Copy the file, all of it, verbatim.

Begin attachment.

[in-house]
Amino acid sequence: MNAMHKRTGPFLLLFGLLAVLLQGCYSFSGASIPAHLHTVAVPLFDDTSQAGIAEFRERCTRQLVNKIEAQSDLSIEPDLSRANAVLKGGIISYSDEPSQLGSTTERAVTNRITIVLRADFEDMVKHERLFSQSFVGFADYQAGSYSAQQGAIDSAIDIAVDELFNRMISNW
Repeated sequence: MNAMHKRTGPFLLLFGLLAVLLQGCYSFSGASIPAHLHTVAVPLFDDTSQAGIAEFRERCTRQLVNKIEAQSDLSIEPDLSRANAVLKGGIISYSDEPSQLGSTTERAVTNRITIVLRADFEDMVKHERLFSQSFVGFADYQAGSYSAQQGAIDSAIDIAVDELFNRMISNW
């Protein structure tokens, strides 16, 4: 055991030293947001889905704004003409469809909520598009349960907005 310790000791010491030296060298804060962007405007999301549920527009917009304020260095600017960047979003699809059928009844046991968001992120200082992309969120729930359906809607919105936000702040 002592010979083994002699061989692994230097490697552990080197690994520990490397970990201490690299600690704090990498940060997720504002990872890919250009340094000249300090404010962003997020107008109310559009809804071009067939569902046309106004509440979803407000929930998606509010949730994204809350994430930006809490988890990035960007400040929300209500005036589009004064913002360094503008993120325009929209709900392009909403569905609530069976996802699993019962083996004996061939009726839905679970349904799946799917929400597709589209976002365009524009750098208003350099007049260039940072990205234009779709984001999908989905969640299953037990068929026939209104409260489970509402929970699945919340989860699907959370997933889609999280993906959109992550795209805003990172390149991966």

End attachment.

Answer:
[in-house]
Amino acid sequence: MNAMHKRTGPFLLLFGLLAVLLQGCYSFSGASIPAHLHTVAVPLFDDTSQAGIAEFRERCTRQLVNKIEAQSDLSIEPDLSRANAVLKGGIISYSDEPSQLGSTTERAVTNRITIVLRADFEDMVKHERLFSQSFVGFADYQAGSYSAQQGAIDSAIDIAVDELFNRMISNW
Repeated sequence: MNAMHKRTGPFLLLFGLLAVLLQGCYSFSGASIPAHLHTVAVPLFDDTSQAGIAEFRERCTRQLVNKIEAQSDLSIEPDLSRANAVLKGGIISYSDEPSQLGSTTERAVTNRITIVLRADFEDMVKHERLFSQSFVGFADYQAGSYSAQQGAIDSAIDIAVDELFNRMISNW
């Protein structure tokens, strides 16, 4: 055991030293947001889905704004003409469809909520598009349960907005 310790000791010491030296060298804060962007405007999301549920527009917009304020260095600017960047979003699809059928009844046991968001992120200082992309969120729930359906809607919105936000702040 002592010979083994002699061989692994230097490697552990080197690994520990490397970990201490690299600690704090990498940060997720504002990872890919250009340094000249300090404010962003997020107008109310559009809804071009067939569902046309106004509440979803407000929930998606509010949730994204809350994430930006809490988890990035960007400040929300209500005036589009004064913002360094503008993120325009929209709900392009909403569905609530069976996802699993019962083996004996061939009726839905679970349904799946799917929400597709589209976002365009524009750098208003350099007049260039940072990205234009779709984001999908989905969640299953037990068929026939209104409260489970509402929970699945919340989860699907959370997933889609999280993906959109992550795209805003990172390149991966």